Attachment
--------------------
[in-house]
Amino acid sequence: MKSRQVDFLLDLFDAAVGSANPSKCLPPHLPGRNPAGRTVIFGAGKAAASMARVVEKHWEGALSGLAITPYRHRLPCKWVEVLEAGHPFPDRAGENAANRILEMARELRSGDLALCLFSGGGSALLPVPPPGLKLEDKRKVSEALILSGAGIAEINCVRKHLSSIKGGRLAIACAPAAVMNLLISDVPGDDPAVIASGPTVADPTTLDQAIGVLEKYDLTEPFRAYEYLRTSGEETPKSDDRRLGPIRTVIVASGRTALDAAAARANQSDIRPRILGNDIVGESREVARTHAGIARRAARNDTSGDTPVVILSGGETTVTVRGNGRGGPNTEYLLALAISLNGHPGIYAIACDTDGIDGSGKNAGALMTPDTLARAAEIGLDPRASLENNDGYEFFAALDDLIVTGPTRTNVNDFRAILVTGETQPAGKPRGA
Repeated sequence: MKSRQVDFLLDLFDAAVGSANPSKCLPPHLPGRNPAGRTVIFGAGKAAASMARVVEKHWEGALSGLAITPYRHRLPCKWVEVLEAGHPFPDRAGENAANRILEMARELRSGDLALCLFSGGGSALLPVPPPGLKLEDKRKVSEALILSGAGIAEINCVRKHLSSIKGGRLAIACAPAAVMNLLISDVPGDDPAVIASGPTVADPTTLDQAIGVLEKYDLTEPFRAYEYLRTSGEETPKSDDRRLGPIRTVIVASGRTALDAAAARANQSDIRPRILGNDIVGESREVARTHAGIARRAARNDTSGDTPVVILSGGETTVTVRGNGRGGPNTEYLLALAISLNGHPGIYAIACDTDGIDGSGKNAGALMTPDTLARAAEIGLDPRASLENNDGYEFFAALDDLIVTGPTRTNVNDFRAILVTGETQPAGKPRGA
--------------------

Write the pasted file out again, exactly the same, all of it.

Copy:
[in-house]
Amino acid sequence: MKSRQVDFLLDLFDAAVGSANPSKCLPPHLPGRNPAGRTVIFGAGKAAASMARVVEKHWEGALSGLAITPYRHRLPCKWVEVLEAGHPFPDRAGENAANRILEMARELRSGDLALCLFSGGGSALLPVPPPGLKLEDKRKVSEALILSGAGIAEINCVRKHLSSIKGGRLAIACAPAAVMNLLISDVPGDDPAVIASGPTVADPTTLDQAIGVLEKYDLTEPFRAYEYLRTSGEETPKSDDRRLGPIRTVIVASGRTALDAAAARANQSDIRPRILGNDIVGESREVARTHAGIARRAARNDTSGDTPVVILSGGETTVTVRGNGRGGPNTEYLLALAISLNGHPGIYAIACDTDGIDGSGKNAGALMTPDTLARAAEIGLDPRASLENNDGYEFFAALDDLIVTGPTRTNVNDFRAILVTGETQPAGKPRGA
Repeated sequence: MKSRQVDFLLDLFDAAVGSANPSKCLPPHLPGRNPAGRTVIFGAGKAAASMARVVEKHWEGALSGLAITPYRHRLPCKWVEVLEAGHPFPDRAGENAANRILEMARELRSGDLALCLFSGGGSALLPVPPPGLKLEDKRKVSEALILSGAGIAEINCVRKHLSSIKGGRLAIACAPAAVMNLLISDVPGDDPAVIASGPTVADPTTLDQAIGVLEKYDLTEPFRAYEYLRTSGEETPKSDDRRLGPIRTVIVASGRTALDAAAARANQSDIRPRILGNDIVGESREVARTHAGIARRAARNDTSGDTPVVILSGGETTVTVRGNGRGGPNTEYLLALAISLNGHPGIYAIACDTDGIDGSGKNAGALMTPDTLARAAEIGLDPRASLENNDGYEFFAALDDLIVTGPTRTNVNDFRAILVTGETQPAGKPRGA